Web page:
maandag 8 december 2008

Egyptische sjeik moet aftreden na handen schudden met Shimon Peres

In Egypte, waar Israel in 1979 vrede mee sloot, wordt Israel niet veel anders bekeken dan in Arabische staten die offici? nog met Israel in oorlog zijn. Het teruggeven van land is dus geen afdoende voorwaarde voor vrede en broederlijke relaties. Desondanks wordt de vrede met Egypte als een succes beschouwd en bovendien in het belang van beide landen. En dat is precies de crux: zolang vrede met Israel als in Egyptes belang wordt beschouwd, zal Egypte het vredesverdrag niet opzeggen, maar wat als Mubarak sterft? Het Egyptische volk lijkt Israel nog steeds als vijand te zien, en de media werken daar hard aan mee.

Egyptian Media, Politicians, Call on Sheikh Tantawi to Resign after he Shook Hands with Shimon Peres

Several Egyptian newspapers and lawmakers in Egypt have called on the country's foremost Islamic cleric, Sheik Muhammad Seyed Tantawi to resign Saturday for shaking the Israeli president's hand at a conference. Tantawi is the Imam of Al Azhar university, Sunni Islam's most prestigious and authoritative seat of learning.  Tantawi met Israeli President Shimon Peres at an interfaith meeting and shook his hands.  Egyptian media have since been running a photo of Grand Sheik Tantawi shaking hands with Shimon Peres almost daily since the two met at a U.N.-sponsored interfaith dialogue in New York last month. The photo is accompanied by critical editorials and comments by lawmakers. The U.N.-sponsored interfaith conference held in New York in mid-November attracted 80 countries and 14 world leaders, including Saudi Arabia's King Abdullah. Supposedly, the conference was meant to highlight moderate aspects of Islam and evidently to help advance the Saudi peace initiative.

An Al-Ousboua  editorial published on Saturday stated that Peres' hands were tainted with the blood of thousands of Palestinians who have lost their homes in Israel.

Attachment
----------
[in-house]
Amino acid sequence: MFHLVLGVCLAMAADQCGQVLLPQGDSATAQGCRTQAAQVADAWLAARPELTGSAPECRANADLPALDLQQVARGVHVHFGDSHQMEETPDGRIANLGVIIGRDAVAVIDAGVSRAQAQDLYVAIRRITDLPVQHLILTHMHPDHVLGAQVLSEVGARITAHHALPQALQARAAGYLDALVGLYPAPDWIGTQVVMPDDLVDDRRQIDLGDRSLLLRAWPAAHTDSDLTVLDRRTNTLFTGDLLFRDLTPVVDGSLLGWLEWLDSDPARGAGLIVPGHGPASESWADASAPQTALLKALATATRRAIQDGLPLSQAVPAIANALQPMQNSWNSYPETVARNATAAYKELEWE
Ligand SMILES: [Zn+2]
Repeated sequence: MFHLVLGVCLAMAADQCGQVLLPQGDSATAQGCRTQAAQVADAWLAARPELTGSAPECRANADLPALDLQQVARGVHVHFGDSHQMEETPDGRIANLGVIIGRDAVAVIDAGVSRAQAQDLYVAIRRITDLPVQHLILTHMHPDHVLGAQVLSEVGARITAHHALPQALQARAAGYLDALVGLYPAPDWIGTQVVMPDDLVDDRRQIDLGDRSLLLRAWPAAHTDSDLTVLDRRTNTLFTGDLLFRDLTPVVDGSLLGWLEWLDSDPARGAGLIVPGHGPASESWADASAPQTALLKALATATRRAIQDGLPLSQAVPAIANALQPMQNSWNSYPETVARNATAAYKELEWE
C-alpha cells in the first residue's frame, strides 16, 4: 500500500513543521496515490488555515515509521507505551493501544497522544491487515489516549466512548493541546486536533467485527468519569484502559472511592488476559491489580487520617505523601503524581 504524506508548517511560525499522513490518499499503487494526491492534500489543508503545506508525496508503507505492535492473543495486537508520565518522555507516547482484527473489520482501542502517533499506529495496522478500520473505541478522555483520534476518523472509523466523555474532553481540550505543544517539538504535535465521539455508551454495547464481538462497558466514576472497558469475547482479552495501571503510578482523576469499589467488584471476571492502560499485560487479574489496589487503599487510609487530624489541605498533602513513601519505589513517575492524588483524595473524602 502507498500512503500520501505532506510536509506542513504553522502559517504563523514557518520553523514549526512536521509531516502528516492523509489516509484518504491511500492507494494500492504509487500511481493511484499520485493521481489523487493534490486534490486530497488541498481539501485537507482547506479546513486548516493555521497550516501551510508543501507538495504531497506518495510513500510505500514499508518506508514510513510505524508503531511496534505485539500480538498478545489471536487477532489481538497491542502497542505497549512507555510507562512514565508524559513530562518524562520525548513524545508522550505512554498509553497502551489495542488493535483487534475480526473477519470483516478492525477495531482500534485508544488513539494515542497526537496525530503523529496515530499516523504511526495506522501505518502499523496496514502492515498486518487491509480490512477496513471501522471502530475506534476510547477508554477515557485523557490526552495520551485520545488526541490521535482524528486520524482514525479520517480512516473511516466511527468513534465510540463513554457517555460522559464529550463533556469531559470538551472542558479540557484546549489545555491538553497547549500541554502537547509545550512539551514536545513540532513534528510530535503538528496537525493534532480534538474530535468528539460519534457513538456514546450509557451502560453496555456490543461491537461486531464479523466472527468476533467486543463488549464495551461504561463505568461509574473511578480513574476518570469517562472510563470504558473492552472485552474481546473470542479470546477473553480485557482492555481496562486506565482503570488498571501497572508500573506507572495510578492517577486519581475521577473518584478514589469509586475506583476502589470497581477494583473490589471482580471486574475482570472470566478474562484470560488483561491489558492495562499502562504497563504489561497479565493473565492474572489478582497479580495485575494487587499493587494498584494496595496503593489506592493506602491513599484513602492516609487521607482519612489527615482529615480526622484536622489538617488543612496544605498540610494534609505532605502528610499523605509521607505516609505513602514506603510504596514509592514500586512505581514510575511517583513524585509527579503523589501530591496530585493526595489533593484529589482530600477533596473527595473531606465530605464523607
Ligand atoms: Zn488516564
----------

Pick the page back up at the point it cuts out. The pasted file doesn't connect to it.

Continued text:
The paper called on Tantawi to "ritually purify his hands" after the shake.

Egypt has a government controlled press. Nothing is printed in the Egyptian press without the approval of government censors, and therefore the attacks can be viewed as having official sanction, it not approval. Tantawi, who was appointed by the Egyptian government, was quoted in Al-Masry Al-Youm newspaper and several others as saying he shook the Israeli president's hand without recognizing him.

A spokesman for al-Azhar was quoted in the paper as blaming Tantawi's handlers for not paying attention and misdirecting the cleric toward Peres.

Hisham Kassem, an Egyptian activist and publisher, expressed doubt about Tantawi's version of the story, saying "how can you go to an interfaith meeting and not know who Peres is?"
Peres' office declined comment on "Egypt's internal matters."

But at the time of the meeting, his office said the encounter was pleasant, and Tantawi and Peres sat next to each during a dinner and had a "very serious conversation."

Many Egyptian opposition lawmakers have called for the cleric to step down over the handshake.

"I feel shame because the person who did this is the head of one of Islam's greatest institutions," lawmaker Hamdein Sabaheen was quoted as saying Saturday in Al-Dustour newspaper.

Egypt supposedly has a peace treaty with Israel, but it is fairly meaningless in terms of public opinion and internal government policy. Egypt is a US client state, receiving over $2 billion in aid each year, most of which are spent on armaments. The Egyptian media are not allowed to be overly critical of the government, but are free to be rabidly critical of the United States and Israel, and to publish anti-Semitic materials. These have included articles praising Hitler and a TV series that insisted that the forged  
Protocols of the Elders of Zion, an anti-Semitic document, were in fact true. 
Egypt's aged president Mubarak will probably be succeeded by his son Gamal. However, it is not unlikely that Mubarak's death would destabilize Egypt. The largest opposition faction, and the only one that is permitted to function effectively, is the extremist Muslim Brotherhood. The brotherhood has renounced violence as a means of taking power in Egypt, but still adheres to the program of worldwide Jihad and enmity to Israel. Opposition figures in Egypt have called for scrapping the peace treaty with Israel.

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